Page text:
a game of bird ranching for 2 players
It's a hardscrabble life for emu ranchers like yourself, raising exotic birds for foreign markets. With the high cost for every bird you hatch, it probably won't be worth it in the end. You can't tell at the beginning of the year which of the six bird varieties will do best, and beware the birds with exceptional plumage! If they thrive, they can be worth big money; but if they go wrong, they can bankrupt your ranch.
Each bird on your ranch is represented by a stack of cards. Cards in a single bird stack must all share a suit and must be in rank order. At the end of the hand, the value of a bird is determined by the total of the number cards in the stack. If the total is too low, then you can end up losing money on a bird. An Ace or makes the stack worth more: more profit if you can cover expenses, but more loss if you can't. The object, naturally enough, is to raise profitable birds.
Shuffle the deck and deal six cards to each player. The remaining cards form the draw pile. There is no discard pile at the beginning.
Play alternates until the last card is drawn from the draw pile.
On your turn, you may do one of the following: hatch a new bird, by starting a new stack; grow a bird, by adding a card to an existing stack; or discard a card. After that, you draw one card.
Hatch a new bird: You may start a new bird stack by selecting a card from your hand and playing it face up in front of you.
Grow a bird: You may grow a bird by adding a card from your hand to the top of a stack already in front of you. All of the cards in the stack must share a single suit, although of course number cards will each have another suit as well. Stacks must be in either increasing or decreasing order, although you may skip ranks.
Example: The stack for a blue bird might be comprised of the Ace, 2, and 4 of s. You may only play a of rank 5 or more on that bird.
For the purpose of stack order, Aces are below 1s and s are above 9s. If you hatch a bird with a number card, you do not need to declare which suit the stack will follow or which direction it will go; this will eventually be determined by cards you play when growing the bird.
Example: You hatch a bird with the 7. You may either make it an orange bird (by growing it with a card) or a yellow bird (by growing it with a card). The first time you grow it, you may grow up (by playing a card rank 8 or more) or grow down (by playing 6 or less). If you grow the bird with the 6, then you are committed to an orange bird growing down.
When you add cards to a stack, you should set them at a bit of an offset so that both you and your opponent can see what cards are in the stack.
Discard: If you don't want to play any of the cards in your hand, you may select and discard one card. Put it on the top of the discard pile, starting the pile if necessary.
Draw: If you discarded, take the top card of the draw pile. Otherwise, you may take either the top card of the draw pile or the top card of the discard pile (if any).
After you draw, your turn is over. If there are still cards in the draw pile, it is now your opponent's turn.
When the last card is drawn from the draw pile, the year ends.
After the year is over, you may play cards from your hands onto birds that you already have in play. However, you may not hatch new birds or draw cards after the year has ended. Since there is no further player interaction after the year end, you may lay down remaining cards without waiting for other players. Then discard any cards that you are not able to play.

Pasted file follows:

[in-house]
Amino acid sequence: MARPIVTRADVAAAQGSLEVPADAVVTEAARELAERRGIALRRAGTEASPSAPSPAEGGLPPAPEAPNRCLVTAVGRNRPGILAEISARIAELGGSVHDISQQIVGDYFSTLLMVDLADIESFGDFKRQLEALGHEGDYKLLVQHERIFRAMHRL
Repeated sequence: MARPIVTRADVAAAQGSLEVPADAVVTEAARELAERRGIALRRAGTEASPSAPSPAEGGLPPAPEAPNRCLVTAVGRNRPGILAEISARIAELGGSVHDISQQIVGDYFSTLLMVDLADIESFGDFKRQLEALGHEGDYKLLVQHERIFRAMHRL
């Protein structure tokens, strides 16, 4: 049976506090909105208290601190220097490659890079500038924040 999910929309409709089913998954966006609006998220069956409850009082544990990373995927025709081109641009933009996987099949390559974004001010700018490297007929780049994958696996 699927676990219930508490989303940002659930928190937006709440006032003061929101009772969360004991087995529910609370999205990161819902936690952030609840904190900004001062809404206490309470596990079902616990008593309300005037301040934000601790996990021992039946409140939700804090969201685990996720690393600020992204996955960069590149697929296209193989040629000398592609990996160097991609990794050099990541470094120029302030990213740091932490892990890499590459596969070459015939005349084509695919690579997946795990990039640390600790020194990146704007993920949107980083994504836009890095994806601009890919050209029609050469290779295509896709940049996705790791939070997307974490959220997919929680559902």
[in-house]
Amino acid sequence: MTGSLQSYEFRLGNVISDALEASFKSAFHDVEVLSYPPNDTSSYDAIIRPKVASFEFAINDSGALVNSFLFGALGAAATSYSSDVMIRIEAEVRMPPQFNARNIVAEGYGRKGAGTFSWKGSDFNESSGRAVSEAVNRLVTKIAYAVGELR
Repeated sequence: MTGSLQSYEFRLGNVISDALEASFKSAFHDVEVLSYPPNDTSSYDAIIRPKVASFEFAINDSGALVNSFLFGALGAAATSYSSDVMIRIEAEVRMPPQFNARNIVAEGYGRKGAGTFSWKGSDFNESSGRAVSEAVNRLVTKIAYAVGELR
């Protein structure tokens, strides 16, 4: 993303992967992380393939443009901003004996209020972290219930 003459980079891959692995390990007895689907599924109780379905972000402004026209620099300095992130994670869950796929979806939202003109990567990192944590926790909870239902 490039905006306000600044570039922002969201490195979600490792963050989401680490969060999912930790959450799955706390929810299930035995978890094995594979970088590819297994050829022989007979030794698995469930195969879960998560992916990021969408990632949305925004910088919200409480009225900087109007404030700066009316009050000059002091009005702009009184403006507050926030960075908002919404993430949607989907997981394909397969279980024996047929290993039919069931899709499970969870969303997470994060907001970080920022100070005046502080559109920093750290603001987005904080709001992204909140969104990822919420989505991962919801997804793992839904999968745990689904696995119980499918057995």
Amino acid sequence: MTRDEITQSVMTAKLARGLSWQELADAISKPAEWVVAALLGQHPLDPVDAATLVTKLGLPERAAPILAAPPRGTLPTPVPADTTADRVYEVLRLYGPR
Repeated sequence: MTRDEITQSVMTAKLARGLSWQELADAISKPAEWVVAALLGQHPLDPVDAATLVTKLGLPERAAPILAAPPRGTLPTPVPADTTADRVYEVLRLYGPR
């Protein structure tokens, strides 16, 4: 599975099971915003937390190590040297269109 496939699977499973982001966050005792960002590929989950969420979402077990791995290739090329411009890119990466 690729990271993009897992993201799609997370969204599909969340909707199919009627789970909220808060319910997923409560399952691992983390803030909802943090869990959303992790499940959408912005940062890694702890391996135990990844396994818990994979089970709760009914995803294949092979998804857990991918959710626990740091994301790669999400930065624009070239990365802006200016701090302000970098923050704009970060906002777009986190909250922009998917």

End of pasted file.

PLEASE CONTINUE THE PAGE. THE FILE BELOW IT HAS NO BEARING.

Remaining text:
Total up the number cards in the bird stack. If the total is less than 18, then the you lose money on the bird. If the total is 18 or more, then you may make a profit.
Losing money: You lose points equal to the difference between the bird's total and the upkeep cost of 18. If the number cards total to 15, for example, you lose 3 points. Furthermore, you lose 5 points if there is an Ace or in the stack; 10 if there are both an Ace and a .
Example: At the end of the year, the stack for your orange bird is the Crown, 9, and 8 of s. You lose 6 points (18-9-8=1 for the number cards plus 5 for the ).
Possible profit: If the total of the number cards is 18 or more, you still need to pay upkeep for the bird: Discard number cards from the stack that total at least 18. You do not 'get change' for cards if you discard more than 18. If there are any cards remaining - even just an Ace or Crown - you earn some profit.
For profit, you score the total of any remaining number cards. Furthermore, you gain 5 points if there is an Ace or in the stack; 10 if there are both an Ace and a .
Example: At the end of the year, the stack for your blue bird is the Ace, 2, 3, 5, 6, 8, and of s. You discard the 2, 3, 5, and 8 to pay upkeep; this totals exactly 18. This leaves the Ace, 6, and . You score 16 points (6 for the number card plus 10 for the Ace/ combo).
Your score for the year is equal to the total value of your birds.
Shuffle the cards and deal a new year. The player who went first should go second in the next year. Since there is some disadvantage to going first, it's best to tally the score across an even number of years. We usually play four years at a sitting and call it a game.
The extended deck
If you want to spice up the game, you can add in the Excuse, the Pawns, or the Courts. Just shuffle them in at the beginning of the game.
The Excuse: If you have the Excuse in your hand at the end of the year, you may discard one of your birds that would lose money rather than scoring it. If you have no losing birds, then the Excuse has no effect.
Pawns and Courts are limited wild cards. A or may be played as any number rank, but only to grow a bird that matches one of the its suits. A or may not be played as an Ace or , nor may it be played to hatch a bird.
Emu Ranchers is a game by P.D. Magnus. It was inspired by Reiner Knizia's Lost Cities.